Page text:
Location: Dairy Forage ResearchTitle: Estimating Rumen Degradable Protein in Forage Legume Hays and Silages by In Situ Disappearance Kinetics vs. Alternative Methods Author
Submitted to: ASA-CSSA-SSSA Annual Meeting Abstracts
Publication Type: Abstract Only
Publication Acceptance Date: 5/12/2009
Publication Date: 11/1/2009
Citation: Grabber, J.H., Coblentz, W.K. 2009. Estimating Rumen Degradable Protein in Forage Legume Hays and Silages by In Situ Disappearance Kinetics vs. Alternative Methods. ASA-CSSA-SSSA Annual Meeting Abstracts. Abstract 54582. Interpretive Summary:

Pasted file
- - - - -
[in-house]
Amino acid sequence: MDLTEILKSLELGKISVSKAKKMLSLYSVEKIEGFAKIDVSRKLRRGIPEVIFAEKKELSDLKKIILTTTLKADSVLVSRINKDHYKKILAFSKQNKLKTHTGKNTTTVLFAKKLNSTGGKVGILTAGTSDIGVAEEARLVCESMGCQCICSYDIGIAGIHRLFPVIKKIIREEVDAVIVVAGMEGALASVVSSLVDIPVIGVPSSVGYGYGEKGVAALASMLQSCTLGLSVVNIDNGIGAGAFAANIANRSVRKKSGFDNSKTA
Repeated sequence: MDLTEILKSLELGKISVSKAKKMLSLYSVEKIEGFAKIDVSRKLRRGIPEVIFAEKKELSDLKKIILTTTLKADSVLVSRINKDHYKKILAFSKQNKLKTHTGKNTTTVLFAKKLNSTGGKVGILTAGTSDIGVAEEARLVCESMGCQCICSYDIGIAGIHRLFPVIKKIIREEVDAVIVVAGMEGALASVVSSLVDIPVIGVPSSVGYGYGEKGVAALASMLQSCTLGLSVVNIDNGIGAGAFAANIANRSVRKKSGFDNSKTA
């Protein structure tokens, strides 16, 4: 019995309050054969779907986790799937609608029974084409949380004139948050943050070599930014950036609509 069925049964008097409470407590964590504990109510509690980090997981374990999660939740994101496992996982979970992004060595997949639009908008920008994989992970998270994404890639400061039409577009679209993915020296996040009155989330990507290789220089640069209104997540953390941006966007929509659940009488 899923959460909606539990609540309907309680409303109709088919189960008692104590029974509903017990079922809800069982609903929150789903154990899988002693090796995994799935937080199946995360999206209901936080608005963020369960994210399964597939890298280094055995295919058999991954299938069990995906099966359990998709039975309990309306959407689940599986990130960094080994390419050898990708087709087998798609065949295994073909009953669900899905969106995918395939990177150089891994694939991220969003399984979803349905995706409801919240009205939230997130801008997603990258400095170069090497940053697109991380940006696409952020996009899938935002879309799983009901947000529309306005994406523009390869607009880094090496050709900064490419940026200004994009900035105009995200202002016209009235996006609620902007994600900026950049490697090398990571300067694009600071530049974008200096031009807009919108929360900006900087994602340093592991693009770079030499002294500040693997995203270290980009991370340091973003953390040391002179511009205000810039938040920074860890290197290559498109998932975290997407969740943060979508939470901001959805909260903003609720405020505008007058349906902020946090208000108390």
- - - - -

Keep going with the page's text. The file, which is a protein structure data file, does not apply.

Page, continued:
Technical Abstract: Currently, the in situ kinetic method is considered the “gold standard” for estimating rumen degradable protein (RDP) in forages. When such estimates are impractical (e.g. numerous samples, limited sample quantities, or lack of ruminally fistulated cattle) alternative RDP methods are used, but their suitability for forages with diverse polyphenol compositions and conserved by various methods requires validation. Our objective was to compare RDP estimates derived from in situ kinetics to alternative laboratory or simpler in situ methods. In this study, alfalfa, red clover with o-quinones, and birdsfoot trefoil with condensed tannins from a summer harvest in 2003 were roll conditioned or macerated and conserved as silage or hay. Forage RDP for a 0.06/h ruminal passage rate was estimated from 0 to 72 h in situ degradation kinetics, a 10-h in situ incubation, chemical fractionation by the Cornell Net Carbohydrate and Protein System (CNCPS), or a 16-h in vitro incubation with Streptomyces griseus protease. All forages contained about 230 g/kg of crude protein. In situ kinetic RDP estimates ranged from 534 to 879 g/kg crude protein and were reasonably (P < 0.01) predicted from CNCPS fractions (y = 0.985x + 1.65, R2 = 0.86) or a 10-h in situ incubation (y = 0.814x + 204, R2 = 0.89). Using a longer incubation time could likely reduce bias in single time-point in-situ values. The current protease method poorly predicted in situ kinetic RDP (R2 = 0.24); predictions of RDP in macerated red clover were particularly poor.